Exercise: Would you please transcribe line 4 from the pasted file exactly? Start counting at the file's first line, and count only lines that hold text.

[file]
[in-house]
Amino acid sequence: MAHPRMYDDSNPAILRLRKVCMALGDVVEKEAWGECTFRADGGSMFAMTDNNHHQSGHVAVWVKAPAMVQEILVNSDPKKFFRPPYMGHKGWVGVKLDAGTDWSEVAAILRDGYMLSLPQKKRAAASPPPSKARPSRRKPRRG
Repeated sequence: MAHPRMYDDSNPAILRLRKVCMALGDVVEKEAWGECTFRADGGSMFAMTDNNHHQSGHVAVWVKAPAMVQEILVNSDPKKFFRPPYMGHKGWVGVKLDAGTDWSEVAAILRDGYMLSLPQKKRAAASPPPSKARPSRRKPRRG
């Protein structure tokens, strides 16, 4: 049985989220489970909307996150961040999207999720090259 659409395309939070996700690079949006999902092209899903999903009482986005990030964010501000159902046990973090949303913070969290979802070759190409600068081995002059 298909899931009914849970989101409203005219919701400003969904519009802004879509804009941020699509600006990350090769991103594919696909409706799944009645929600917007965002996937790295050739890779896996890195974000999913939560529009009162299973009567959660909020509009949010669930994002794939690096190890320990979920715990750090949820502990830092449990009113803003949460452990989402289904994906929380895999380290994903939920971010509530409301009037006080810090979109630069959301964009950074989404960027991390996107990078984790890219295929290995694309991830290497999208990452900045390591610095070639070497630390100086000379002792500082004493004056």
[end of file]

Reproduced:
């Protein structure tokens, strides 16, 4: 049985989220489970909307996150961040999207999720090259 659409395309939070996700690079949006999902092209899903999903009482986005990030964010501000159902046990973090949303913070969290979802070759190409600068081995002059 298909899931009914849970989101409203005219919701400003969904519009802004879509804009941020699509600006990350090769991103594919696909409706799944009645929600917007965002996937790295050739890779896996890195974000999913939560529009009162299973009567959660909020509009949010669930994002794939690096190890320990979920715990750090949820502990830092449990009113803003949460452990989402289904994906929380895999380290994903939920971010509530409301009037006080810090979109630069959301964009950074989404960027991390996107990078984790890219295929290995694309991830290497999208990452900045390591610095070639070497630390100086000379002792500082004493004056």